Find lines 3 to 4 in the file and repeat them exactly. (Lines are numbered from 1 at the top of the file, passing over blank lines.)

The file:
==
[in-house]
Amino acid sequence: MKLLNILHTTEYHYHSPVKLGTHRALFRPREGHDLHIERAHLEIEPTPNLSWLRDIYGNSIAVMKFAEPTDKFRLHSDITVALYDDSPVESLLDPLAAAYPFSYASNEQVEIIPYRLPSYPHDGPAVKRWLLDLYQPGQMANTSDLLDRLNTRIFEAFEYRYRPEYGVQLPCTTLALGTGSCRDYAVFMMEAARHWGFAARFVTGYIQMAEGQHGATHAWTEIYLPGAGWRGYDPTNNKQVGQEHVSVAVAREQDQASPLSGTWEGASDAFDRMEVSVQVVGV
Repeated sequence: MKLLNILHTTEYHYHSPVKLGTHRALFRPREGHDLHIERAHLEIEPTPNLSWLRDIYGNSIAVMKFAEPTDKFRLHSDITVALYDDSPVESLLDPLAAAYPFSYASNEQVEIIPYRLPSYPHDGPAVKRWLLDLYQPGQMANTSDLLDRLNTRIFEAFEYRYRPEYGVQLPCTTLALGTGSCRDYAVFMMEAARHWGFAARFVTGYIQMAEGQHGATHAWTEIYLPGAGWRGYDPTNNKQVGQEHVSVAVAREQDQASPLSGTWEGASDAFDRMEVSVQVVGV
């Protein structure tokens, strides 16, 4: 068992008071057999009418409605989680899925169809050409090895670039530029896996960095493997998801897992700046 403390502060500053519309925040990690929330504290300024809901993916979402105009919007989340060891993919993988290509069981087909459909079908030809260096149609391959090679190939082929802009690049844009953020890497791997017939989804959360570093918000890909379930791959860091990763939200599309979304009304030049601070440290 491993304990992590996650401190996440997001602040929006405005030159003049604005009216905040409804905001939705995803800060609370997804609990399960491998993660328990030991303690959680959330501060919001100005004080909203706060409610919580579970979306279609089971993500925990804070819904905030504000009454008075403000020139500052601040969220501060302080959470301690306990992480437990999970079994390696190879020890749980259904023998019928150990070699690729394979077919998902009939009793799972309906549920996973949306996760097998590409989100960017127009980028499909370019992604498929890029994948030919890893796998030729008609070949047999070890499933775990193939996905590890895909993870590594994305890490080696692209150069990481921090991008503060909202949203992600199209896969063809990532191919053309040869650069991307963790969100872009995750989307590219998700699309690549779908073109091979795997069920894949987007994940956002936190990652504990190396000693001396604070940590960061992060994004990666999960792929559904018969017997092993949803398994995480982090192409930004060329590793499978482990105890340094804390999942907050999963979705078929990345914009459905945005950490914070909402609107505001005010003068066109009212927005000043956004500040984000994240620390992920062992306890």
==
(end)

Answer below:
Repeated sequence: MKLLNILHTTEYHYHSPVKLGTHRALFRPREGHDLHIERAHLEIEPTPNLSWLRDIYGNSIAVMKFAEPTDKFRLHSDITVALYDDSPVESLLDPLAAAYPFSYASNEQVEIIPYRLPSYPHDGPAVKRWLLDLYQPGQMANTSDLLDRLNTRIFEAFEYRYRPEYGVQLPCTTLALGTGSCRDYAVFMMEAARHWGFAARFVTGYIQMAEGQHGATHAWTEIYLPGAGWRGYDPTNNKQVGQEHVSVAVAREQDQASPLSGTWEGASDAFDRMEVSVQVVGV
């Protein structure tokens, strides 16, 4: 068992008071057999009418409605989680899925169809050409090895670039530029896996960095493997998801897992700046 403390502060500053519309925040990690929330504290300024809901993916979402105009919007989340060891993919993988290509069981087909459909079908030809260096149609391959090679190939082929802009690049844009953020890497791997017939989804959360570093918000890909379930791959860091990763939200599309979304009304030049601070440290 491993304990992590996650401190996440997001602040929006405005030159003049604005009216905040409804905001939705995803800060609370997804609990399960491998993660328990030991303690959680959330501060919001100005004080909203706060409610919580579970979306279609089971993500925990804070819904905030504000009454008075403000020139500052601040969220501060302080959470301690306990992480437990999970079994390696190879020890749980259904023998019928150990070699690729394979077919998902009939009793799972309906549920996973949306996760097998590409989100960017127009980028499909370019992604498929890029994948030919890893796998030729008609070949047999070890499933775990193939996905590890895909993870590594994305890490080696692209150069990481921090991008503060909202949203992600199209896969063809990532191919053309040869650069991307963790969100872009995750989307590219998700699309690549779908073109091979795997069920894949987007994940956002936190990652504990190396000693001396604070940590960061992060994004990666999960792929559904018969017997092993949803398994995480982090192409930004060329590793499978482990105890340094804390999942907050999963979705078929990345914009459905945005950490914070909402609107505001005010003068066109009212927005000043956004500040984000994240620390992920062992306890």